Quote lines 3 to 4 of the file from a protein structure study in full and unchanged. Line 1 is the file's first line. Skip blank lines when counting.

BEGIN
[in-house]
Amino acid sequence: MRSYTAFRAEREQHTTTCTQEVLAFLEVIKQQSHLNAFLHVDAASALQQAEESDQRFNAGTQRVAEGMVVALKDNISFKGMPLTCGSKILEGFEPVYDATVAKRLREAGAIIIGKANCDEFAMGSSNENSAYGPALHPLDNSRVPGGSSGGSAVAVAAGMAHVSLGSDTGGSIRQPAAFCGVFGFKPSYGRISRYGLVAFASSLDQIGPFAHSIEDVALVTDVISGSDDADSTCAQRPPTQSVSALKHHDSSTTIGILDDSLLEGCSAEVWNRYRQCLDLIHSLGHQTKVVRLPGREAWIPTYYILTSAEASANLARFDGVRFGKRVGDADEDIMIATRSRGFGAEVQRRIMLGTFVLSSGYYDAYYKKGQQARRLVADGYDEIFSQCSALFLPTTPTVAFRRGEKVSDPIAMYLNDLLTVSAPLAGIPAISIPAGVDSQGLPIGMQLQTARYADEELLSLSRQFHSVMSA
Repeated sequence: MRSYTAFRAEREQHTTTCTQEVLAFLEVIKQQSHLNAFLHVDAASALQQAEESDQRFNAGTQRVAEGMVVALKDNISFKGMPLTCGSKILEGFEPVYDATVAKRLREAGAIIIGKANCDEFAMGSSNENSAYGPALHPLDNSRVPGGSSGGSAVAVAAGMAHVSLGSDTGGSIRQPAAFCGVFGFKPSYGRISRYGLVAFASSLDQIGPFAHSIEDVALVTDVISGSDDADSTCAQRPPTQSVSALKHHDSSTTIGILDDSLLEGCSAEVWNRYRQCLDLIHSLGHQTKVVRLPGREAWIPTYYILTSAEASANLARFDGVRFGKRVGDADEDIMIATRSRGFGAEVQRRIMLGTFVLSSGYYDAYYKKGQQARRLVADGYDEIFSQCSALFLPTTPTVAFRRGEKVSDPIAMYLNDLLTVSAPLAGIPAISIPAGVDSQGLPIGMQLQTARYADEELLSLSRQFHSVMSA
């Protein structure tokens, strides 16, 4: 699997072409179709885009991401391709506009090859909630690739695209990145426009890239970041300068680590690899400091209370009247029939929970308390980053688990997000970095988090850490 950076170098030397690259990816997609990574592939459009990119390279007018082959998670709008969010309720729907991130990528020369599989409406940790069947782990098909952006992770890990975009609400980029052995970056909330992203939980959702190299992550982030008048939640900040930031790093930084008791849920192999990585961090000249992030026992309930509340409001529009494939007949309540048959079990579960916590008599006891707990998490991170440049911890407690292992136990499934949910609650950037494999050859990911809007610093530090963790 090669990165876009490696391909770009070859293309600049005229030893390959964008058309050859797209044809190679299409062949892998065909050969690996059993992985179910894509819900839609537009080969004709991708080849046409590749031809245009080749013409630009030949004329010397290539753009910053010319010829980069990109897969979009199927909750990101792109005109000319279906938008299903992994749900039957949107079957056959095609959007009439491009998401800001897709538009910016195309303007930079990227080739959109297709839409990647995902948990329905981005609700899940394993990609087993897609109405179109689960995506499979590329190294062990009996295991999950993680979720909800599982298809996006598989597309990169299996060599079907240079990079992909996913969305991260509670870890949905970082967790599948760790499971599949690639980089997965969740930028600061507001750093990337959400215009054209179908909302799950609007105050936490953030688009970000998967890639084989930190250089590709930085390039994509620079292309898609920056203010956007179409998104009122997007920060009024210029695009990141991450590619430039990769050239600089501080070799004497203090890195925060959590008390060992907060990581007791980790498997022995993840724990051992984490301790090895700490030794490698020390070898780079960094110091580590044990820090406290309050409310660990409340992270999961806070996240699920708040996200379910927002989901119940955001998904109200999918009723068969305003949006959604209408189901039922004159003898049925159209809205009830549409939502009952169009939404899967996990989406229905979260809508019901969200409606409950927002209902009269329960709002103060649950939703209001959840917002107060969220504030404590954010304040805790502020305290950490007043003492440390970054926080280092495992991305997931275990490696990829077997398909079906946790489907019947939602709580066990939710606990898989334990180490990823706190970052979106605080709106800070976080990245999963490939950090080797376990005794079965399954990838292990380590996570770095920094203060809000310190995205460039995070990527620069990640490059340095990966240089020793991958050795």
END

Repeated sequence: MRSYTAFRAEREQHTTTCTQEVLAFLEVIKQQSHLNAFLHVDAASALQQAEESDQRFNAGTQRVAEGMVVALKDNISFKGMPLTCGSKILEGFEPVYDATVAKRLREAGAIIIGKANCDEFAMGSSNENSAYGPALHPLDNSRVPGGSSGGSAVAVAAGMAHVSLGSDTGGSIRQPAAFCGVFGFKPSYGRISRYGLVAFASSLDQIGPFAHSIEDVALVTDVISGSDDADSTCAQRPPTQSVSALKHHDSSTTIGILDDSLLEGCSAEVWNRYRQCLDLIHSLGHQTKVVRLPGREAWIPTYYILTSAEASANLARFDGVRFGKRVGDADEDIMIATRSRGFGAEVQRRIMLGTFVLSSGYYDAYYKKGQQARRLVADGYDEIFSQCSALFLPTTPTVAFRRGEKVSDPIAMYLNDLLTVSAPLAGIPAISIPAGVDSQGLPIGMQLQTARYADEELLSLSRQFHSVMSA
């Protein structure tokens, strides 16, 4: 699997072409179709885009991401391709506009090859909630690739695209990145426009890239970041300068680590690899400091209370009247029939929970308390980053688990997000970095988090850490 950076170098030397690259990816997609990574592939459009990119390279007018082959998670709008969010309720729907991130990528020369599989409406940790069947782990098909952006992770890990975009609400980029052995970056909330992203939980959702190299992550982030008048939640900040930031790093930084008791849920192999990585961090000249992030026992309930509340409001529009494939007949309540048959079990579960916590008599006891707990998490991170440049911890407690292992136990499934949910609650950037494999050859990911809007610093530090963790 090669990165876009490696391909770009070859293309600049005229030893390959964008058309050859797209044809190679299409062949892998065909050969690996059993992985179910894509819900839609537009080969004709991708080849046409590749031809245009080749013409630009030949004329010397290539753009910053010319010829980069990109897969979009199927909750990101792109005109000319279906938008299903992994749900039957949107079957056959095609959007009439491009998401800001897709538009910016195309303007930079990227080739959109297709839409990647995902948990329905981005609700899940394993990609087993897609109405179109689960995506499979590329190294062990009996295991999950993680979720909800599982298809996006598989597309990169299996060599079907240079990079992909996913969305991260509670870890949905970082967790599948760790499971599949690639980089997965969740930028600061507001750093990337959400215009054209179908909302799950609007105050936490953030688009970000998967890639084989930190250089590709930085390039994509620079292309898609920056203010956007179409998104009122997007920060009024210029695009990141991450590619430039990769050239600089501080070799004497203090890195925060959590008390060992907060990581007791980790498997022995993840724990051992984490301790090895700490030794490698020390070898780079960094110091580590044990820090406290309050409310660990409340992270999961806070996240699920708040996200379910927002989901119940955001998904109200999918009723068969305003949006959604209408189901039922004159003898049925159209809205009830549409939502009952169009939404899967996990989406229905979260809508019901969200409606409950927002209902009269329960709002103060649950939703209001959840917002107060969220504030404590954010304040805790502020305290950490007043003492440390970054926080280092495992991305997931275990490696990829077997398909079906946790489907019947939602709580066990939710606990898989334990180490990823706190970052979106605080709106800070976080990245999963490939950090080797376990005794079965399954990838292990380590996570770095920094203060809000310190995205460039995070990527620069990640490059340095990966240089020793991958050795």